Witlingo Launches Facebook Alexa Skill Program

This week Witlingo introduced a new way to interact with Facebook: by voice. Companies now have the option to publish an Alexa skill that reads the content of their Facebook page through Witlingo’s Facebook program. According to Ahmed Bouzid, CEO of Witlingo, more than dozen clients are currently using the new social media tool for Alexa, with dozens more in development. The new Witlingo skill also has the ability to text users a link to the post, share posts and hear a 90-second audio message.

Facebook for Alexa

Think of it like a Flash Briefing. It gives companies a way to share content and engage with their Facebook followers in a new way. Bouzid believes it is also another way to facilitate adoption of Alexa and voice-first experiences. He told Voicebot in an interview today:

A key benefit is being able to introduce the far-field voice channel to their customers and getting them familiar with interacting with the brand via devices such Alexa products and Google Home. These skills are a way for organizations to dip their toes with minimal risk and gives us and them time to think about what additional capabilities we can add to the skills as we get feedback from clients about what they would like to be able to do.

While it may seem unusual to start with Facebook, as it heavily relies on visual content, unlike Twitter, Bouzid said the company chose to start with Facebook because of the rich content it provides.

Facebook is by far the medium where brands, organizations, non-profits, and cause-focused advocacy initiatives, as well as celebrities, engage their customers, followers and fans.  Twitter is a lot more about sharing content and connecting with like-minded people.  Moreover, the language used on twitter is by necessity elliptical, truncated and cryptic and not ready for the voice medium.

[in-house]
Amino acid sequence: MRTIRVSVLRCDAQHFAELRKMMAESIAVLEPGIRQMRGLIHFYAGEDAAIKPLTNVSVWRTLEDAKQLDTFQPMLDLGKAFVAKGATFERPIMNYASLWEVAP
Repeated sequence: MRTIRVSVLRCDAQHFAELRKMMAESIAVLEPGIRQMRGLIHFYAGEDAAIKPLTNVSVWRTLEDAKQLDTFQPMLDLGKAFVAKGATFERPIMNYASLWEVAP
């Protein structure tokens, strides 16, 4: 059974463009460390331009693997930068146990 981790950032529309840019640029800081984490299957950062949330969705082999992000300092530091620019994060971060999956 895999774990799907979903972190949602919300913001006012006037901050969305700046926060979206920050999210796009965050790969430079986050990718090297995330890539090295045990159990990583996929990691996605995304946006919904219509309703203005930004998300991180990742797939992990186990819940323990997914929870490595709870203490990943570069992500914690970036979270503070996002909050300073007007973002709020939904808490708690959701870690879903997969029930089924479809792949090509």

Making Content Voice-First Friendly

Even if Facebook is the better candidate inherently for audio, Witlingo’s clients still need to consider how their posts will “appear” on a voice-only platform. The company published a list of 12 guidelines to help their clients with the transition to voice, like putting hashtags at the end of the post instead of in the middle, to make for a better listening experience. Bouzid does not believe these guidelines will restrict or negatively impact how the posts are viewed on screen devices. Instead, he believes these guidelines will enhance their social media content as a whole. “Brevity, clean language, eschewing digressions, not being sloppy with your syntax and your spelling — all of that is wholesome for the written and read word as well,” said Bouzid.

He brings up a good point. Social media has changed how we communicate, especially how we write, and sometimes, not for the better. As more organizations see the benefits of Alexa and other voice assistants, it could change how we structure our communications so that it is both a pleasure to read and a pleasure to hear. This requirement could improve how we use the English language, as greater attention will need to be paid to how the language sounds. Could it eliminate the proliferating use of emojis and abbreviations which have become part of our lexicon today? IDK. Anything is possible.

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